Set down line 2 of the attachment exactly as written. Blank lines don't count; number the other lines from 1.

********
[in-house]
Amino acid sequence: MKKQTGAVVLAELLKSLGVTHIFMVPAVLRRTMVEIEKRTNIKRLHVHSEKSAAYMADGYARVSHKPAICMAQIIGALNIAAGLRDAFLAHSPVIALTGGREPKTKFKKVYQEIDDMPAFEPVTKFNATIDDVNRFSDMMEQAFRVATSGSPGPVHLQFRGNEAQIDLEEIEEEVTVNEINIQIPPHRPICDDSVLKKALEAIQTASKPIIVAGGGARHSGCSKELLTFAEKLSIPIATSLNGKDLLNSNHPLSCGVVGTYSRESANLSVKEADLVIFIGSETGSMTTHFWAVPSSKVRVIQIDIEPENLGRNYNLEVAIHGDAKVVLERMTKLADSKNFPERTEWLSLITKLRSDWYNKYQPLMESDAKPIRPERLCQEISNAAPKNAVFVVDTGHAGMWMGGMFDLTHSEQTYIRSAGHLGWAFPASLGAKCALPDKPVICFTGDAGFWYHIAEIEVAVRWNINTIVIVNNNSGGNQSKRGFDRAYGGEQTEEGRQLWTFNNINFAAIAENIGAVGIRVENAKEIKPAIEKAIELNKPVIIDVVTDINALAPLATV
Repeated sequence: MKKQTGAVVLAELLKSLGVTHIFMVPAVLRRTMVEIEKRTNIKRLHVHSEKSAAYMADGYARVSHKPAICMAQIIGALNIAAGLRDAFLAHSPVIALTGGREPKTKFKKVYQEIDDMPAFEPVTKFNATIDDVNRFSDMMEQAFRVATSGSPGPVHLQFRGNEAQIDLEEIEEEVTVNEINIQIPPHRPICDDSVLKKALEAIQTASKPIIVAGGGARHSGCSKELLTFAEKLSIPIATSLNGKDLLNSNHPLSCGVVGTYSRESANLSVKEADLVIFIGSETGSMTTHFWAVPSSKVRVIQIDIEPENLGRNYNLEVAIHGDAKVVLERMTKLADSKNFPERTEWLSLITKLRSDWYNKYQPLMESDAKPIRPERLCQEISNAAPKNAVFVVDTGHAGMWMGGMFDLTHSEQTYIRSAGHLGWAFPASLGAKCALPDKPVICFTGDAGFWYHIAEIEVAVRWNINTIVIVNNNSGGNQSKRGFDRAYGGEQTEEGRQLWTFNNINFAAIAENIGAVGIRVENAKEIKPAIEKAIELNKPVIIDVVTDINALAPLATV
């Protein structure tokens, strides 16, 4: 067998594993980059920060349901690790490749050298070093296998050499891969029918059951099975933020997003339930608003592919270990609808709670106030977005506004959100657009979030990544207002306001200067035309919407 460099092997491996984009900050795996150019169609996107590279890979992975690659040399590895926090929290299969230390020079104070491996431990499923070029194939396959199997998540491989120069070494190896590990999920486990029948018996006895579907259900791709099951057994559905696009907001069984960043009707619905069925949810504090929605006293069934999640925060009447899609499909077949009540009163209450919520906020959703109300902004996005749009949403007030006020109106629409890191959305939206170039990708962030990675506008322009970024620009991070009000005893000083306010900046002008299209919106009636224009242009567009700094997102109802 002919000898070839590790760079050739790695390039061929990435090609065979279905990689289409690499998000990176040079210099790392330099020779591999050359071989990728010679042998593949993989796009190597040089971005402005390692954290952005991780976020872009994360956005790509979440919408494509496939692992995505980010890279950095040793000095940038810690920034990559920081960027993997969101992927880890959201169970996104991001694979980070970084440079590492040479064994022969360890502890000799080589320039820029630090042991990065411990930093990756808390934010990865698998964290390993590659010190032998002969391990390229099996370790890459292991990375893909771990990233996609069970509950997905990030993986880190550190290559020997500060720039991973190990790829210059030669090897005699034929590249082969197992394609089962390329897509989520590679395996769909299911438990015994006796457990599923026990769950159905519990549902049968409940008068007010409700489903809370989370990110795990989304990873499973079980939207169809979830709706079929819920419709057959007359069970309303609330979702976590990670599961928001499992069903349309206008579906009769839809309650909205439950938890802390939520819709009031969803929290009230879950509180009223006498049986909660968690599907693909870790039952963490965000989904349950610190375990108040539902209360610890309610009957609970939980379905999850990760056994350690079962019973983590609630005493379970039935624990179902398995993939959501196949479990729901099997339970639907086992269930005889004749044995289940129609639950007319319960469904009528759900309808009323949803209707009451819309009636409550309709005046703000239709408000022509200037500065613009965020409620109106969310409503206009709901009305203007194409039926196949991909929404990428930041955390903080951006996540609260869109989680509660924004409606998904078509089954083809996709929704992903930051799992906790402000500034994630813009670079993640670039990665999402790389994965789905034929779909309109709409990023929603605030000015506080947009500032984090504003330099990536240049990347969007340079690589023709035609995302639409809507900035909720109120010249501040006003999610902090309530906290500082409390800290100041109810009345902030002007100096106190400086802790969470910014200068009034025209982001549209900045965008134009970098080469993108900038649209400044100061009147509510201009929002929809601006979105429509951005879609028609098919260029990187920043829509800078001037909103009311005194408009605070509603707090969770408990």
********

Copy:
Amino acid sequence: MKKQTGAVVLAELLKSLGVTHIFMVPAVLRRTMVEIEKRTNIKRLHVHSEKSAAYMADGYARVSHKPAICMAQIIGALNIAAGLRDAFLAHSPVIALTGGREPKTKFKKVYQEIDDMPAFEPVTKFNATIDDVNRFSDMMEQAFRVATSGSPGPVHLQFRGNEAQIDLEEIEEEVTVNEINIQIPPHRPICDDSVLKKALEAIQTASKPIIVAGGGARHSGCSKELLTFAEKLSIPIATSLNGKDLLNSNHPLSCGVVGTYSRESANLSVKEADLVIFIGSETGSMTTHFWAVPSSKVRVIQIDIEPENLGRNYNLEVAIHGDAKVVLERMTKLADSKNFPERTEWLSLITKLRSDWYNKYQPLMESDAKPIRPERLCQEISNAAPKNAVFVVDTGHAGMWMGGMFDLTHSEQTYIRSAGHLGWAFPASLGAKCALPDKPVICFTGDAGFWYHIAEIEVAVRWNINTIVIVNNNSGGNQSKRGFDRAYGGEQTEEGRQLWTFNNINFAAIAENIGAVGIRVENAKEIKPAIEKAIELNKPVIIDVVTDINALAPLATV